#SheInspiresUs: Meet the 7 women who took over PM’s social media

Prime Minister Narendra Modi gave up his social media accounts to seven women from across the country who have made significant contribution in various fields

Prime Minister Narendra Modi, #SheInspiresUs, social media, Women's day, Women's Day,
From the prime minister’s Twitter and Instagram account brief videos of the women were shared and their achievements were highlighted on his Facebook page under #SheInspiresUs.

As the world celebrates International Women’s Day (March 8), Prime Minister Narendra Modi gave up his social media accounts to seven women from across the country who have made significant contribution in various fields, starting from conserving water to fighting for the rights of the disabled.

From the prime minister’s Twitter and Instagram account brief videos of the women were shared and their achievements were highlighted on his Facebook page under #SheInspiresUs.

She who inspired us on Women’s Day

The first one to take over PM’s social media was the founder of Foodbank India, Sneha Mohandoss. Inspired by her mother, Sneha started the initiative in a bid to eradicate hunger. “We have over 20 chapters and have impacted several people with our work. We also initiated activities like mass cooking, cooking marathons, breastfeeding awareness drives,” Sneha, who works with volunteers mostly from abroad, wrote on Modi’s Twitter account.

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Malvika Iyer survived a gruesome bomb blast at the age of 13 that blew off her hands and severely damaged her legs. “Giving up is never an option. Forget your limitations and take on the world with confidence and hope,” she wrote on the prime minister’s handle. Iyer is a motivational speaker, disability activist and a model.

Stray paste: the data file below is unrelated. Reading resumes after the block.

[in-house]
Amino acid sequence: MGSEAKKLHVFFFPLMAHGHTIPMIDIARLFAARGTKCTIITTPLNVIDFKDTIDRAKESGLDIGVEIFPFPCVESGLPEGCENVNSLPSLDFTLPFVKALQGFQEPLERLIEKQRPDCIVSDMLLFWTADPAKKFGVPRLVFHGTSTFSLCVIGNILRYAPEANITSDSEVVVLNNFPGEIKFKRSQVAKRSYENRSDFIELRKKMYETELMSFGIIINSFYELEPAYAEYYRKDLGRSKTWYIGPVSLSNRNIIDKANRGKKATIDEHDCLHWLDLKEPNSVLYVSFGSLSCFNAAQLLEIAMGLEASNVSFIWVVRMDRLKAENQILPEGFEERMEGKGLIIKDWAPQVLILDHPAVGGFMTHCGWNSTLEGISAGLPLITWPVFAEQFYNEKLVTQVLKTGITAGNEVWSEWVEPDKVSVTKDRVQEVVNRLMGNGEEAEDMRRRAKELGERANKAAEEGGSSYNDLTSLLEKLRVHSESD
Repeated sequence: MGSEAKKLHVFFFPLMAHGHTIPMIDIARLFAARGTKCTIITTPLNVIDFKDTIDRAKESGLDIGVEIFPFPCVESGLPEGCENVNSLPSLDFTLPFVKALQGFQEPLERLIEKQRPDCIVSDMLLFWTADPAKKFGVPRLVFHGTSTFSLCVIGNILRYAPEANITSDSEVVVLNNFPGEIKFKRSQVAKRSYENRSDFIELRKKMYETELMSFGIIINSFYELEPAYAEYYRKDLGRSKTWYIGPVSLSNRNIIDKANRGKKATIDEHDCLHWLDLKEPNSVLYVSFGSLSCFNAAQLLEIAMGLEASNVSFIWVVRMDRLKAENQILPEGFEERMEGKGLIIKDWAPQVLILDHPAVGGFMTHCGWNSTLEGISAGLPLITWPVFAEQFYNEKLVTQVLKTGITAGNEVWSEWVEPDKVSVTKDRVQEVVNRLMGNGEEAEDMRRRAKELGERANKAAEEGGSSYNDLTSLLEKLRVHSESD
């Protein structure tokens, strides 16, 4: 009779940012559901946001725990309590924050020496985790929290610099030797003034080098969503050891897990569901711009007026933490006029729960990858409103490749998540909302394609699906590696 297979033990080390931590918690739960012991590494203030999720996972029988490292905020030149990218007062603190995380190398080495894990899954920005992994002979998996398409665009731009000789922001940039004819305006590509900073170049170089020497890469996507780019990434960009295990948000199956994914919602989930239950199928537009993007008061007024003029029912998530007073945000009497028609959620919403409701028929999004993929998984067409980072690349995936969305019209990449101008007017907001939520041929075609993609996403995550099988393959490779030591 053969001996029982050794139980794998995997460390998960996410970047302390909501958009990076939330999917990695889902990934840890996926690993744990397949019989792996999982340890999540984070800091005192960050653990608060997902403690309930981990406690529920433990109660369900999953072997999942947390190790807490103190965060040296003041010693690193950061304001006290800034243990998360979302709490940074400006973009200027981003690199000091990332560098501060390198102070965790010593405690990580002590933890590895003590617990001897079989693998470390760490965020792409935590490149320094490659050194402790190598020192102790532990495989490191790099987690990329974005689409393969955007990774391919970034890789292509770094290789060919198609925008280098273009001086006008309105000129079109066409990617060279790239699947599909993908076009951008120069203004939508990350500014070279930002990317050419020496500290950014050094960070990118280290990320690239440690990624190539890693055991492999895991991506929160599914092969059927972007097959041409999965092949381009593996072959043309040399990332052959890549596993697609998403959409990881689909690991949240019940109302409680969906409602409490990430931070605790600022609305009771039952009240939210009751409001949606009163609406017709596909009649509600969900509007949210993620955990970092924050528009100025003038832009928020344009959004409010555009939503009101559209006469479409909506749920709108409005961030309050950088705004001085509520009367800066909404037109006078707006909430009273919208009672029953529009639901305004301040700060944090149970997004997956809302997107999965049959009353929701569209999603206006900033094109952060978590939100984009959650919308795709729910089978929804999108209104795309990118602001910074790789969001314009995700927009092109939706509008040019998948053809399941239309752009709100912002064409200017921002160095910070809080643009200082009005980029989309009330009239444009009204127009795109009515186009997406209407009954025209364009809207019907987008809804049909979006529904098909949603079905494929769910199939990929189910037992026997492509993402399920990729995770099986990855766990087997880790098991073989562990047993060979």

Arifa Jaan from Kashmir had always dreamt of reviving the traditional crafts of Kashmir as, according to her, this was a means to empower local women. “I saw the condition of women artisans and so I began working to revise namda craft …When tradition meets modernity, wonders can happen. I experienced this in my work. It is designed to suit the modern day market,” she wrote.

Introducing herself, Kalpana Ramesh, a water conservator said “be a warrior but of a different kind. Be a water warrior”. “Small efforts can make a big impact … Contribute by using water responsibly, harvesting rainwater, saving lakes, recycling used water and creating awareness,” she wrote.

Vijaya Pawar promotes handicrafts from the Banjara community of rural Maharashtra. “I have been working on this for the last two decades and have been assisted by a thousand more women,” she wrote.

Kalavati Devi of Kanpur in Uttar Pradesh collected money to build toilets. She said if you want to achieve something, do not look back and ignore the bitter words of people. “The place where I used to live, had filth all around. But there was a strong belief that through cleanliness we can change this situation. I decided to convince people. Collected money to build toilets,” she said.

Veena Devi of Munger in Bihar proved that where there is will, there is a way. She did not allow lack of space to create hurdles in her plan to cultivate mushrooms and grew the crop under her bed. “Everything can be achieved by will. My real recognition came from cultivating one kilo of mushrooms under the bed. This not only made me self-sufficient, but gave a new life by increasing my confidence,” she said.

(With inputs from agencies)

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